Pennsylvania Folk Gathering

September 13-15, 2024


2024 Faculty

Simple Gifts

Folk Gathering’s host band is two women (Linda Littleton and Karen Hirshon) playing twelve instruments, performing styles that range from old time to Celtic to Klezmer and beyond. Combining tradition with innovation, Simple Gifts creates some of the finest arrangements in folk music today: swing fiddle creeps into a Romanian dance, spoons show up in an Irish reel, and the concertina ventures far beyond styles considered traditional for that instrument. Based in the hills of Central Pennsylvania, Simple Gifts switches with ease among two violins, concertina, mandolin, banjolin, recorders, bowed psaltery, hammered dulcimer, baritone fiddle, guitar, piano, and percussion.

Tussey Mountain Moonshiners

Winners of the 2010 DelFest Bluegrass Band Competition, the Tussey Mountain Moonshiners hail from central PA, honoring the bluegrass traditions of the region. Their musical style ranges from traditional to Americana, with a dash of old time, and includes a captivating mix of unique, original songs. Their on-stage chemistry, amplified by the fun and strong connection they have with their audience, makes a Moonshiners show an experience not to be missed! 

Bluegrass Unlimited said this about their debut album, I’m Going Home: “… the Tussey Mountain Moonshiners exude rich talent, enthusiasm, energy, and a wide knowledge of string music… Every single cut proves enjoyable … With admirably equal skill, authenticity, and enthusiasm, the Tussey Mountain Moonshiners … move from bluegrass to old-time to folk/Americana.”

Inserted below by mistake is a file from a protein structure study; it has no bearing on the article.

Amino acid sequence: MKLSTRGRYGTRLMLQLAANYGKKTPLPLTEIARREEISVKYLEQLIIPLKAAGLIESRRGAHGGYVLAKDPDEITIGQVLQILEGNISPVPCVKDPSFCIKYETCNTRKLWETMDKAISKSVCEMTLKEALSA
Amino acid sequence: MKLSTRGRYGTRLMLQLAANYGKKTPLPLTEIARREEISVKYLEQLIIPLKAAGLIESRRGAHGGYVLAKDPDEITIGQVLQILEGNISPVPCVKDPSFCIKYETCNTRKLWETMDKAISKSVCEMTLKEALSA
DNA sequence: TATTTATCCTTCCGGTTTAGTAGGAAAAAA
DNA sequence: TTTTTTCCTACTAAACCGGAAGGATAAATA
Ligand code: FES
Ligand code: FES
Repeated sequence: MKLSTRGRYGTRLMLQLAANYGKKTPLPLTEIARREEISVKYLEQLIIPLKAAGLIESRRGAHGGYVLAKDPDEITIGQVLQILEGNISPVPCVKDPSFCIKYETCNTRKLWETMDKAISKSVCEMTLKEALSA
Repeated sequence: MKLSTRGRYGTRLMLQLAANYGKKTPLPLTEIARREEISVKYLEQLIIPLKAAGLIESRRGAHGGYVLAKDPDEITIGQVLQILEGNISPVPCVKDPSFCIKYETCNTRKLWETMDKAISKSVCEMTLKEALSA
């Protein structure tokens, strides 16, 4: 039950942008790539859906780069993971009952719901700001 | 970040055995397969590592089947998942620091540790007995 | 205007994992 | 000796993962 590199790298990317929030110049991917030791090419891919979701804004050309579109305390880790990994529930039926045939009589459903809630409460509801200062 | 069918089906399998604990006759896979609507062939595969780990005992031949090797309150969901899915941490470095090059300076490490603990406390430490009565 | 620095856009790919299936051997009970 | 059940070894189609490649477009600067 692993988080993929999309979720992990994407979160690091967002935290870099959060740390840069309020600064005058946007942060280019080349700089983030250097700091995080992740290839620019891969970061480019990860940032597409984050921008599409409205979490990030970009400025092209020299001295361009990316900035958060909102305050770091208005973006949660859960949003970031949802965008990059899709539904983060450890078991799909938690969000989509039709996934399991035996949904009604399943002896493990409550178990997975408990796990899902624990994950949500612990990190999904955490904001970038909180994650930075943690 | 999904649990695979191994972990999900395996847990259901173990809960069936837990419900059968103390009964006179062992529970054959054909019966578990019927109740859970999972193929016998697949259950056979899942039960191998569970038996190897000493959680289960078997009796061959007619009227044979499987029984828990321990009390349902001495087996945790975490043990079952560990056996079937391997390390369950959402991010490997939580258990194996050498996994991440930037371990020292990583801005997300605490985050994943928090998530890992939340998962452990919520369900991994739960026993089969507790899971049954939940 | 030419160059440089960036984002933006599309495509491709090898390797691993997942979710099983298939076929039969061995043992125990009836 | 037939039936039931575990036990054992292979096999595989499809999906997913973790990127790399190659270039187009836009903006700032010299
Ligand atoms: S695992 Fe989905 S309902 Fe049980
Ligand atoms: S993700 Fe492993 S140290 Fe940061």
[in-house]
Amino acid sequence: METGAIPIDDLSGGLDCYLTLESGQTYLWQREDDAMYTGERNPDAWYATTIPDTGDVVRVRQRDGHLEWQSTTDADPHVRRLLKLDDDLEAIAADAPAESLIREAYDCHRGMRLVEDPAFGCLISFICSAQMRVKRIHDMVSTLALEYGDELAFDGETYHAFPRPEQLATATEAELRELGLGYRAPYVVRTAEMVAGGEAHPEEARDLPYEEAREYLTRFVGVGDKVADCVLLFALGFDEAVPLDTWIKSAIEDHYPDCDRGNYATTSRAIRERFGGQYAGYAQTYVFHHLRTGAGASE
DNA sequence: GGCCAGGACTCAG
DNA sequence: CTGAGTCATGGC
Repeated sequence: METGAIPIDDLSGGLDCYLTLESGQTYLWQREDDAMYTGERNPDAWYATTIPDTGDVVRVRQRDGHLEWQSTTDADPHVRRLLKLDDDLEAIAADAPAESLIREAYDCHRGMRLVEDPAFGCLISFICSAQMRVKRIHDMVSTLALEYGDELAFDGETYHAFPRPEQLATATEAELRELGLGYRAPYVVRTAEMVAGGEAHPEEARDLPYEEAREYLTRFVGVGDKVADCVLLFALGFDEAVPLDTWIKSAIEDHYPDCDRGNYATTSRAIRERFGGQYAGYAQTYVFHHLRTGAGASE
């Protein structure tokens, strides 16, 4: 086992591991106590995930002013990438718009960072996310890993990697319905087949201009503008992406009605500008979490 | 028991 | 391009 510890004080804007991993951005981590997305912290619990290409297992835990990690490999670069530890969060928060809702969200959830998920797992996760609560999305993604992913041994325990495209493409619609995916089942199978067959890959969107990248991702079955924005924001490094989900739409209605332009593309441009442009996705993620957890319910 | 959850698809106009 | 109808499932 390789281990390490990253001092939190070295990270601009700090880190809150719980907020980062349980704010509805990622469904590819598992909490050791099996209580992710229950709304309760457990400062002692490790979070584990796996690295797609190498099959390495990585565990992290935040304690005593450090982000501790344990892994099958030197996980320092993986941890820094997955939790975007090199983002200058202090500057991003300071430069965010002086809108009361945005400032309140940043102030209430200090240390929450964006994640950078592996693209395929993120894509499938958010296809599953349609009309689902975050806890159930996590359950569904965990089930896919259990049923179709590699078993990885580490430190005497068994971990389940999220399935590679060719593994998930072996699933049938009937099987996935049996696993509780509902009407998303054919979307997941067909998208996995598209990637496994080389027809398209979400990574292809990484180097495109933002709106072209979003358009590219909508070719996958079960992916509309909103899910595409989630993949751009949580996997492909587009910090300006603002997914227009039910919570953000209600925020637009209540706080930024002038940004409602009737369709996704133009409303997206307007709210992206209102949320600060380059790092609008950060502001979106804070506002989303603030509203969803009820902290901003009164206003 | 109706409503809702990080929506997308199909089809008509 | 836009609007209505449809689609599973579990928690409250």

Stephen Buckalew: fiddle, mandolin, vocals
Gwen Stimely: banjo, vocals
Bill Stetz: bass, vocals
Steve Crawford: guitar, vocals
Jeremy Tosten: guitar, mandolin, vocals
Ken Shafranko: dobro, vocals
Moonshiner Emeritus: Marc “Lumber City Slim” Prave: bass, guitar, vocals

Jay Best

Mark Twain said, “When you want genuine music — music that will come right home to you like a bad quarter, suffuse your system like strychnine whisky, go right through you like Brandreth’s pills, ramify your whole constitution like the measles, and break out on your hide like the pin-feather pimples on a picked goose, — when you want all this, just smash your piano, and invoke the glory-beaming banjo!”